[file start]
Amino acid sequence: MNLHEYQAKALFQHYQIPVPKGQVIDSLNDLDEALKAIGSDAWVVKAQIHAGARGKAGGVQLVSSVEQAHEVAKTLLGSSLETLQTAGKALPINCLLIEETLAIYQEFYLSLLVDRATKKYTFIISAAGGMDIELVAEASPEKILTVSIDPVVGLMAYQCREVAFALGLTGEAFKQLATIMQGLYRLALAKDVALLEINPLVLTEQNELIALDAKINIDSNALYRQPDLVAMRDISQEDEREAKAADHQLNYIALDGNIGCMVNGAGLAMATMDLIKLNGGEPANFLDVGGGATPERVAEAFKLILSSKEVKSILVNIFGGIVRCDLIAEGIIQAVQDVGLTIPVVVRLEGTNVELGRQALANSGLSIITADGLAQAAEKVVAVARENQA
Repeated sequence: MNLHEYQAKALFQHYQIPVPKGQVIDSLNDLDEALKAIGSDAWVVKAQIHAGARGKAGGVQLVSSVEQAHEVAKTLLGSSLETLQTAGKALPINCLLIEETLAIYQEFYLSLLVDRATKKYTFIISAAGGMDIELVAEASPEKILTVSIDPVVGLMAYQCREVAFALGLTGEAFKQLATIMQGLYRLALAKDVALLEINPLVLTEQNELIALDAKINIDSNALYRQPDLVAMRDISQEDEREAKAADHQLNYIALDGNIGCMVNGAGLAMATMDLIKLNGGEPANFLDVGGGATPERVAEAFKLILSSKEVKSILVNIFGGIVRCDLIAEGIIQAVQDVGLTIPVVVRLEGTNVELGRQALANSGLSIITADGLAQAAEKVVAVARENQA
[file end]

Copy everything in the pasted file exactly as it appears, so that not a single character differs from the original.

Amino acid sequence: MNLHEYQAKALFQHYQIPVPKGQVIDSLNDLDEALKAIGSDAWVVKAQIHAGARGKAGGVQLVSSVEQAHEVAKTLLGSSLETLQTAGKALPINCLLIEETLAIYQEFYLSLLVDRATKKYTFIISAAGGMDIELVAEASPEKILTVSIDPVVGLMAYQCREVAFALGLTGEAFKQLATIMQGLYRLALAKDVALLEINPLVLTEQNELIALDAKINIDSNALYRQPDLVAMRDISQEDEREAKAADHQLNYIALDGNIGCMVNGAGLAMATMDLIKLNGGEPANFLDVGGGATPERVAEAFKLILSSKEVKSILVNIFGGIVRCDLIAEGIIQAVQDVGLTIPVVVRLEGTNVELGRQALANSGLSIITADGLAQAAEKVVAVARENQA
Repeated sequence: MNLHEYQAKALFQHYQIPVPKGQVIDSLNDLDEALKAIGSDAWVVKAQIHAGARGKAGGVQLVSSVEQAHEVAKTLLGSSLETLQTAGKALPINCLLIEETLAIYQEFYLSLLVDRATKKYTFIISAAGGMDIELVAEASPEKILTVSIDPVVGLMAYQCREVAFALGLTGEAFKQLATIMQGLYRLALAKDVALLEINPLVLTEQNELIALDAKINIDSNALYRQPDLVAMRDISQEDEREAKAADHQLNYIALDGNIGCMVNGAGLAMATMDLIKLNGGEPANFLDVGGGATPERVAEAFKLILSSKEVKSILVNIFGGIVRCDLIAEGIIQAVQDVGLTIPVVVRLEGTNVELGRQALANSGLSIITADGLAQAAEKVVAVARENQA